The Only Mother And Father My Children Will Ever Have
I guess I need to put a disclaimer at the beginning of this post, as to why, if the title is “The Only Mother And Father My Children Will Ever Have,” how come I do not post a picture of my daughters’ mother with this story. Well, the obvious would be that I do not have her permission to do so, nor would I expect it. But I know she and her family read my blog, and well, if she wants a picture on this, all she has to do is ask.
So you can tell from the disclaimer, my children are like many others, growing up with a divorced family. It is not the way any of us intended. After all, my daughters have already been through enough trauma in their young lives, and in the years ahead, possibly dealing with identity issues and their adoptions, on top of the fact, that their parents some time in the future, will no longer be husband and wife.
I will say right from the start, I love my daughters as much if not more as each day goes by from the day that I saw their “referral photo” that announced the pending arrival of my daughters. Both girls know that somewhere across the world, is a mother and a father who biologically were responsible for them being born. In reality though, all that currently matters to them now, is that they have only one mother, and one father. And that is my estranged wife and I. Sure, perhaps some day, there will be someone significant again in our lives that would introduce someone else to share love with my daughters, either with my estranged wife, or myself. But I state with 100% certainty, I will be the only father my daughters ever call “Dad.”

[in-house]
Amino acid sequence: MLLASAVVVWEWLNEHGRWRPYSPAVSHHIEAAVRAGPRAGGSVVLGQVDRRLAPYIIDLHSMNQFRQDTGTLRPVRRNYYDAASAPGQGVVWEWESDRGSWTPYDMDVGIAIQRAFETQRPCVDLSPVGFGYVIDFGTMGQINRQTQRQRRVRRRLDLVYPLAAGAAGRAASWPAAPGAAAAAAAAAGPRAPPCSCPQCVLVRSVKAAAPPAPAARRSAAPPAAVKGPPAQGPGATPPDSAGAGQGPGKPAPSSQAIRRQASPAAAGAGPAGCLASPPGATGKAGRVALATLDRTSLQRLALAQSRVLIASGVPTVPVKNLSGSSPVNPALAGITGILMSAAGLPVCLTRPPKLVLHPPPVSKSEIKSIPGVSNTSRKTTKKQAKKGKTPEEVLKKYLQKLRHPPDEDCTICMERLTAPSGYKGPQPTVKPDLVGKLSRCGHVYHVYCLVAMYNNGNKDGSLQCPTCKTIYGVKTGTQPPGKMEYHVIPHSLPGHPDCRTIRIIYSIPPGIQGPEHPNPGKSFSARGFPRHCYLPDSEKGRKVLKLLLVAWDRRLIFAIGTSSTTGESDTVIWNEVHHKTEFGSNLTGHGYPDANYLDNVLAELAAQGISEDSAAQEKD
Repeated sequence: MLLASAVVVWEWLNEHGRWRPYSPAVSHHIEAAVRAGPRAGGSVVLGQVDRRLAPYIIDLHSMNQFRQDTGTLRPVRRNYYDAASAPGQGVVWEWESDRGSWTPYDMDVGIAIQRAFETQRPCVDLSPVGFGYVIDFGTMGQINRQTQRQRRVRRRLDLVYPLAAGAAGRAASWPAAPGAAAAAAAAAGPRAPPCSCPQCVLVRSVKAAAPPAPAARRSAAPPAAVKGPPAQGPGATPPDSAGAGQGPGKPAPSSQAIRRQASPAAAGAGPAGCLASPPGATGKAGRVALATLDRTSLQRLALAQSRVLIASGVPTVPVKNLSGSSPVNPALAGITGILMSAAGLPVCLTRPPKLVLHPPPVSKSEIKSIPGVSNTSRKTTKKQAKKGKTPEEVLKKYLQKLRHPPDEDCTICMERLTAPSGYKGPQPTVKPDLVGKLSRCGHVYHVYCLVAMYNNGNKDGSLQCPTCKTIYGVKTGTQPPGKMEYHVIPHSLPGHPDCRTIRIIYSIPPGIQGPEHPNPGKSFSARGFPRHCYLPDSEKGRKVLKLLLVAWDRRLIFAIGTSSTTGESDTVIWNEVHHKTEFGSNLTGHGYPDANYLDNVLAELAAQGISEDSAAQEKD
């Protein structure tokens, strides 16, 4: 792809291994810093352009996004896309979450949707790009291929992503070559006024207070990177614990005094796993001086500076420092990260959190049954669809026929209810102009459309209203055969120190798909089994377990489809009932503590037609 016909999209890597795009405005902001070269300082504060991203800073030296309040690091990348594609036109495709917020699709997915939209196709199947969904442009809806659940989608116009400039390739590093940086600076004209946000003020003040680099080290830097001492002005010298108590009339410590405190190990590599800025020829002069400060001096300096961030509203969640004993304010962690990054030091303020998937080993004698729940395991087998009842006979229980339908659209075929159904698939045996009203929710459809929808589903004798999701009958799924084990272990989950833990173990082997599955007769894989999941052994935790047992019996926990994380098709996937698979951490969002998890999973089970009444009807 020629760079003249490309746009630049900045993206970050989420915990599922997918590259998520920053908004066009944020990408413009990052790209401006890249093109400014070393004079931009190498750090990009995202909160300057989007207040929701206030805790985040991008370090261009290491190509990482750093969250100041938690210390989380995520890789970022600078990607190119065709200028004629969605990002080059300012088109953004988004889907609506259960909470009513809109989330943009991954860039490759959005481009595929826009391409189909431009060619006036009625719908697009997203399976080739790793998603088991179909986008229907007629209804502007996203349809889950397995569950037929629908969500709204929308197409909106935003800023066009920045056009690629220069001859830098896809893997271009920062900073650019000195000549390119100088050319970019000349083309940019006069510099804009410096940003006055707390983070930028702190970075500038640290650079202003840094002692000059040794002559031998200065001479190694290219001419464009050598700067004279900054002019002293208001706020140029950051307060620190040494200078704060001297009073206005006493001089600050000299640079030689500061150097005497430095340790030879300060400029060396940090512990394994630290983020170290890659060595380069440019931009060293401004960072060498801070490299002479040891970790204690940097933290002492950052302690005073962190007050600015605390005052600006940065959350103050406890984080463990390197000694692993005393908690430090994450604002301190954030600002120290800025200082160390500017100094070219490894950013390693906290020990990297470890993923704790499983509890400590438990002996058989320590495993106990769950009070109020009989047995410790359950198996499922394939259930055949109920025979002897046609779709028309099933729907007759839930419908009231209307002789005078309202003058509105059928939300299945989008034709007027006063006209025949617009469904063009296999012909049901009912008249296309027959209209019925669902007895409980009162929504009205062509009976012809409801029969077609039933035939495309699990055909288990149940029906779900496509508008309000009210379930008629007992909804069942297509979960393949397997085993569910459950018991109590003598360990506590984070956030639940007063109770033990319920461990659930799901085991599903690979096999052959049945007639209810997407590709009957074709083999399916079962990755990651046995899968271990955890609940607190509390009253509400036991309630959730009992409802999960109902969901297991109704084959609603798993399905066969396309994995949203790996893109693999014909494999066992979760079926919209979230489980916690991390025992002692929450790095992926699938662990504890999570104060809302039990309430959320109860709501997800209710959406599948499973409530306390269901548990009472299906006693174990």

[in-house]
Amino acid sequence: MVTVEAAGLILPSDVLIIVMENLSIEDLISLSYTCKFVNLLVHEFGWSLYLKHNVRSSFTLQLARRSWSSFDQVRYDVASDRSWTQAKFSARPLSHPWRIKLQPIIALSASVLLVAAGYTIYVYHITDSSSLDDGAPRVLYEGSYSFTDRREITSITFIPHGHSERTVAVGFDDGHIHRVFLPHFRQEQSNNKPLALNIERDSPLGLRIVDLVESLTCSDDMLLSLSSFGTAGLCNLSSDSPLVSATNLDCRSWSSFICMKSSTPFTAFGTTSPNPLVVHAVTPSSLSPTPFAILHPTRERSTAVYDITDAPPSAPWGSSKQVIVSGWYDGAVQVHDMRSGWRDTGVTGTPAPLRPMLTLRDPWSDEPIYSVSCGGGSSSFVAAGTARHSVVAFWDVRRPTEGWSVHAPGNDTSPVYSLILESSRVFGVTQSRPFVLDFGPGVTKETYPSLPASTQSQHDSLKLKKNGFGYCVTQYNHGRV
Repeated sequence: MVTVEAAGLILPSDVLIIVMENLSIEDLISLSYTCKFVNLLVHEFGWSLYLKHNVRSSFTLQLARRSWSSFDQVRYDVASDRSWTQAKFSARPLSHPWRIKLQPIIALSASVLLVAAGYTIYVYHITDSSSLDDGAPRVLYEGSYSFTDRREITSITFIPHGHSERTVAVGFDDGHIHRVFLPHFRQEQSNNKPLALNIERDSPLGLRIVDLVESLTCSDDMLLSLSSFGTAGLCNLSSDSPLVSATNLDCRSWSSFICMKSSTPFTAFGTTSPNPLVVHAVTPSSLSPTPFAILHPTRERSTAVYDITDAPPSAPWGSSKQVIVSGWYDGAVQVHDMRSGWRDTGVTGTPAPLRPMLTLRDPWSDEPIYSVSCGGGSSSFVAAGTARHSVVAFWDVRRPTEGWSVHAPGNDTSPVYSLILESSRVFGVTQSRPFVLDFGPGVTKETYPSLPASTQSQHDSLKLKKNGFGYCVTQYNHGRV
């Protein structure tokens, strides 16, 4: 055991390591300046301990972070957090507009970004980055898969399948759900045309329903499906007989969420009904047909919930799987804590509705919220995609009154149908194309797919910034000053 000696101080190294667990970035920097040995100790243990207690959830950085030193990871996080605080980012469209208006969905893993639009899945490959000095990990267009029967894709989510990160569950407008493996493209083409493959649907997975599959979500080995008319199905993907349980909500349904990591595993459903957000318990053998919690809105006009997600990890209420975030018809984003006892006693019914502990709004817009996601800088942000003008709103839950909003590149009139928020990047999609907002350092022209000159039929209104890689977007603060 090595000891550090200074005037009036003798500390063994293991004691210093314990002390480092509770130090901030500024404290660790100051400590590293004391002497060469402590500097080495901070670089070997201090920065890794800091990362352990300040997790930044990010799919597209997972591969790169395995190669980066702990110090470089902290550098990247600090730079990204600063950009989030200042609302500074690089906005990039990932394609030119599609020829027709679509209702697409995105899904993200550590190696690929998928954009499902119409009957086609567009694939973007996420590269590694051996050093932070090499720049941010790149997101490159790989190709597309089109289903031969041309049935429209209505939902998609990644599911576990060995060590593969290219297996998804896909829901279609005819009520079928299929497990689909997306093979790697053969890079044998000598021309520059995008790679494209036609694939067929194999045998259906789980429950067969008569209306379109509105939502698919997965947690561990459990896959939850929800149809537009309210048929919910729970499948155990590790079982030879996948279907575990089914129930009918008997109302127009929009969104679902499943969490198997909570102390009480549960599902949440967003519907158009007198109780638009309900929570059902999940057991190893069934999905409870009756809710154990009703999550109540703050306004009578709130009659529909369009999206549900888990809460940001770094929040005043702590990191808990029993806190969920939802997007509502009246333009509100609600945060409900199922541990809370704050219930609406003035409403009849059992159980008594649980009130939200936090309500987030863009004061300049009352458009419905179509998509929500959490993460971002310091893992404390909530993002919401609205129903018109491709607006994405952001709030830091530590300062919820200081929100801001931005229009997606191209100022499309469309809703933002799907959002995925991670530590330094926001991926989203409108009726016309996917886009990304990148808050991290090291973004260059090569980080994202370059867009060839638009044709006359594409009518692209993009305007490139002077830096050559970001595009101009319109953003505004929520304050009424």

That being said, during the divorce process, and beyond, there are definite adjustments to the roles of mother and father. The obvious, we are no longer living in the same house, nor have been for years now. As an adult child of divorce myself, I know first hand, the importance of keeping in touch with my children every day. And unlike the choice my father made with me and my sibling, I do everything I can to speak to my daughters either through video or telephone at least once a day.
We talk about everything from the day’s activities, school, exchange jokes, assist with homework, even read to each other, as if I were there in person. But the one thing that does not happen, they NEVER hear anything negative about the marriage, the divorce process, or their mother from my lips. Any questions that do happen to come up are answered vaguely.